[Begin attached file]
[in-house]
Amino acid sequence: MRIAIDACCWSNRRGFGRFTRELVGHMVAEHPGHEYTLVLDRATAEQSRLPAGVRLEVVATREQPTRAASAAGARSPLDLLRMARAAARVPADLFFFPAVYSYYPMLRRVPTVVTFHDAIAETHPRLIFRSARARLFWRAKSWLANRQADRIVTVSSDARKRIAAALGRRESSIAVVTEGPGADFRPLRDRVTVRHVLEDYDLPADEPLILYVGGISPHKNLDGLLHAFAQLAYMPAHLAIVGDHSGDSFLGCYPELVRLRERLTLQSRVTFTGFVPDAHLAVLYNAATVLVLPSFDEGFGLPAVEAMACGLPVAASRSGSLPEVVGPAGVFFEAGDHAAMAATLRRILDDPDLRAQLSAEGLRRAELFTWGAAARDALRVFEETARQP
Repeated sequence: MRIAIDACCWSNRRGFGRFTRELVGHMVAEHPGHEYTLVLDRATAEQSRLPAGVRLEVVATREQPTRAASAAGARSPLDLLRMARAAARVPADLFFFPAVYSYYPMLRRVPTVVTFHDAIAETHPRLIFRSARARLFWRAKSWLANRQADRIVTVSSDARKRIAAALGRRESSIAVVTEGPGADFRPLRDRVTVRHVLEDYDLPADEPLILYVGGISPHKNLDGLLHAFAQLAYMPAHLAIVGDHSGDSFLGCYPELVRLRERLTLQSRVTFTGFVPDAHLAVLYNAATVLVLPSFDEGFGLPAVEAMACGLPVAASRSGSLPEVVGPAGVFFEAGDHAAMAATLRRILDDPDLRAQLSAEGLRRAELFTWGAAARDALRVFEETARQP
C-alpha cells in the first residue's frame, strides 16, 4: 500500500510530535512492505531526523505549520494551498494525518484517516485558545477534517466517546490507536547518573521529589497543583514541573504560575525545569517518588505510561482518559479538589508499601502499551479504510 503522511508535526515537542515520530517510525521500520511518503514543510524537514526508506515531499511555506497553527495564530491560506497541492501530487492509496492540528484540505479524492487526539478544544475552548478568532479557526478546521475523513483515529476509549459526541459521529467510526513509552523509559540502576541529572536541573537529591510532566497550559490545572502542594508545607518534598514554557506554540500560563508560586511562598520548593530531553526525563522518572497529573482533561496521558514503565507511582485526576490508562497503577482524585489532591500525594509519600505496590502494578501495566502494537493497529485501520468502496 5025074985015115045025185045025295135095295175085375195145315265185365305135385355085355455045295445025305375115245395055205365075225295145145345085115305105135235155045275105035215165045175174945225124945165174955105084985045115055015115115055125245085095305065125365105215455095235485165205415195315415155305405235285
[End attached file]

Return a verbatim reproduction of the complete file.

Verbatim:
[in-house]
Amino acid sequence: MRIAIDACCWSNRRGFGRFTRELVGHMVAEHPGHEYTLVLDRATAEQSRLPAGVRLEVVATREQPTRAASAAGARSPLDLLRMARAAARVPADLFFFPAVYSYYPMLRRVPTVVTFHDAIAETHPRLIFRSARARLFWRAKSWLANRQADRIVTVSSDARKRIAAALGRRESSIAVVTEGPGADFRPLRDRVTVRHVLEDYDLPADEPLILYVGGISPHKNLDGLLHAFAQLAYMPAHLAIVGDHSGDSFLGCYPELVRLRERLTLQSRVTFTGFVPDAHLAVLYNAATVLVLPSFDEGFGLPAVEAMACGLPVAASRSGSLPEVVGPAGVFFEAGDHAAMAATLRRILDDPDLRAQLSAEGLRRAELFTWGAAARDALRVFEETARQP
Repeated sequence: MRIAIDACCWSNRRGFGRFTRELVGHMVAEHPGHEYTLVLDRATAEQSRLPAGVRLEVVATREQPTRAASAAGARSPLDLLRMARAAARVPADLFFFPAVYSYYPMLRRVPTVVTFHDAIAETHPRLIFRSARARLFWRAKSWLANRQADRIVTVSSDARKRIAAALGRRESSIAVVTEGPGADFRPLRDRVTVRHVLEDYDLPADEPLILYVGGISPHKNLDGLLHAFAQLAYMPAHLAIVGDHSGDSFLGCYPELVRLRERLTLQSRVTFTGFVPDAHLAVLYNAATVLVLPSFDEGFGLPAVEAMACGLPVAASRSGSLPEVVGPAGVFFEAGDHAAMAATLRRILDDPDLRAQLSAEGLRRAELFTWGAAARDALRVFEETARQP
C-alpha cells in the first residue's frame, strides 16, 4: 500500500510530535512492505531526523505549520494551498494525518484517516485558545477534517466517546490507536547518573521529589497543583514541573504560575525545569517518588505510561482518559479538589508499601502499551479504510 503522511508535526515537542515520530517510525521500520511518503514543510524537514526508506515531499511555506497553527495564530491560506497541492501530487492509496492540528484540505479524492487526539478544544475552548478568532479557526478546521475523513483515529476509549459526541459521529467510526513509552523509559540502576541529572536541573537529591510532566497550559490545572502542594508545607518534598514554557506554540500560563508560586511562598520548593530531553526525563522518572497529573482533561496521558514503565507511582485526576490508562497503577482524585489532591500525594509519600505496590502494578501495566502494537493497529485501520468502496 5025074985015115045025185045025295135095295175085375195145315265185365305135385355085355455045295445025305375115245395055205365075225295145145345085115305105135235155045275105035215165045175174945225124945165174955105084985045115055015115115055125245085095305065125365105215455095235485165205415195315415155305405235285